Orioles react to MLB's expanded playoff system

As we await Major League Baseball and the Players' Union to agree on an expanded playoff system for 2012, the reaction to an additional wild card team in each league seems positive.

The new system could open doors for divisions like the American League East where it's conceivable for three teams to have 90-plus wins. It would allow the best teams in baseball postseason berths, regardless if they play in a strong division or not.

Since the addition of the wild card in 1995, situations like what happened to the 1993 San Francisco Giants, have been somewhat avoided. That year the Giants won 103 games, but failed to make the playoffs because the Braves, who were in the National League West at the time, won 104.

That's ridiculous.

Since 1995, six wild card teams have won the World Series: the 1997 Marlins, 2002 Angels, 2003 Marlins, 2004 Red Sox, and 2011 Cardinals. Five other wild card teams have won the pennant, proving division winners aren't always the best team in the race.

The addition of two wild card teams in 2012 would be a good marketing move for baseball. More teams in the postseason, even if it is for one playoff game, means more fans get to see their clubs make the playoffs.

Thursday, in Sarasota, Orioles manager Buck Showalter reminded the media decisions like this should be fan based.

"What do the fans want? What enhances their love of our game?" Showalter said. "That's the bottom line. And whatever it is, we embrace it. Whether it's interleague play, whether it's the DH or not the DH, whether it's playing a 12 o'clock game on the west coast so they can get to the game. Whatever. Suck it up. That's really the deciding factor for me."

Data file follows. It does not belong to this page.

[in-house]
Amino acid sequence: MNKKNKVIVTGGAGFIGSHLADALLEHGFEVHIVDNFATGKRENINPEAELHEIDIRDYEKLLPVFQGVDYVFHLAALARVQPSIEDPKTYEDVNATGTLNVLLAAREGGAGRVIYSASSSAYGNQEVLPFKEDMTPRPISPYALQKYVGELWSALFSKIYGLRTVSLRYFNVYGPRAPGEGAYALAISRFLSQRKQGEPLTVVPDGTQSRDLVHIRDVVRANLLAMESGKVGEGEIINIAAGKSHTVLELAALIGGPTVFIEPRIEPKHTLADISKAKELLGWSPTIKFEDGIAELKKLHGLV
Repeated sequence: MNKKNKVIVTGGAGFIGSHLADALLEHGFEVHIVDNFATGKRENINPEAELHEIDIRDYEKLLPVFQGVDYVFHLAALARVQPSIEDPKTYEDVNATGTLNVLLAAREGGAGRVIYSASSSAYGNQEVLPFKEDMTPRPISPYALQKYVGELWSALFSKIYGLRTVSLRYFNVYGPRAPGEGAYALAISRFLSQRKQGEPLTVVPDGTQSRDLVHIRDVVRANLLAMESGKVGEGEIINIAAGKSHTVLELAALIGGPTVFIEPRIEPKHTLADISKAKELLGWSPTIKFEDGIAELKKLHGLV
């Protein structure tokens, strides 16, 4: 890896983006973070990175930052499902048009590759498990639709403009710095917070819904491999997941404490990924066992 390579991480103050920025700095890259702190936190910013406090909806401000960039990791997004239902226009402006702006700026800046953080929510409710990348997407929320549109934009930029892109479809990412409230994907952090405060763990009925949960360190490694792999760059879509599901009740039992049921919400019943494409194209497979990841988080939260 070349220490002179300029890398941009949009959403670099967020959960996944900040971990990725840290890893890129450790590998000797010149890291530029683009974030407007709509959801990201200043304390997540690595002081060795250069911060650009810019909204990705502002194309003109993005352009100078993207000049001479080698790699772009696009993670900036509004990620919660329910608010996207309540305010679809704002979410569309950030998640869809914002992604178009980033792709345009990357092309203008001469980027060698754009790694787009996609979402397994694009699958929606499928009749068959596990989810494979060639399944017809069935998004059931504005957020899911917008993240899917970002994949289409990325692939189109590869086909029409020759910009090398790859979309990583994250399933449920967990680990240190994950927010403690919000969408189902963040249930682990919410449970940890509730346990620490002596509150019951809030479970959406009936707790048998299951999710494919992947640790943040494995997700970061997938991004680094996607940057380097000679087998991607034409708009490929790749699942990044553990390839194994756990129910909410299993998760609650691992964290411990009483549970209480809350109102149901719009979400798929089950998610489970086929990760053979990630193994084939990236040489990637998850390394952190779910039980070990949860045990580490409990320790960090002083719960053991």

Some baseball purists are against expanding the playoff field. Then again, baseball purists are against every change. The same argument arose when instant replay was instituted for home runs in 2008. Many said it would slow the game down, or take out the human element of umpiring. Four years later fans are used to pausing while umpires review a long ball. Instant replay is becoming a part of baseball culture, just as it has been part of football's culture for years.

"Can you imagine playing a football game now in the NFL without instant replay?" Showalter said. "At the time, people thought, 'Oh God, this is going to ruin the game.' First thing you do is you don't watch something as closely because you know the replay is coming. Same way with home runs.

"They polled managers and coaches, and almost to a man they wanted as much replay as you can get in the game. When you're talking about playoffs, I'm for anything the fans kind of like. And I know they've researched it a lot."

Thursday, Orioles reliever Jim Johnson told MLB Radio he was all for the new system.

"It puts an emphasis on winning the division," Johnson said.

Under the current system, division winners don't have any advantage or reward for their hard earned 162-game first place finish. They don't get a first-round bye like top seeds in the NFL playoffs.

The new system would penalize wild card winners in a way by forcing the wild card teams to play each other. Both have to burn their ace. Then the winner of that game must adjust their rotation as they prepare to face a fresh division winner in the ALDS or the NLDS.

I personally like the new system. I hate to see situations where a team with 95 wins might not make the playoffs because they are in a strong division. Meanwhile, a team with 92 wins in a weaker division can play in the postseason.

The expanded field will give the best teams in baseball a fair shot to get to a World Series. Isn't that what we want to see?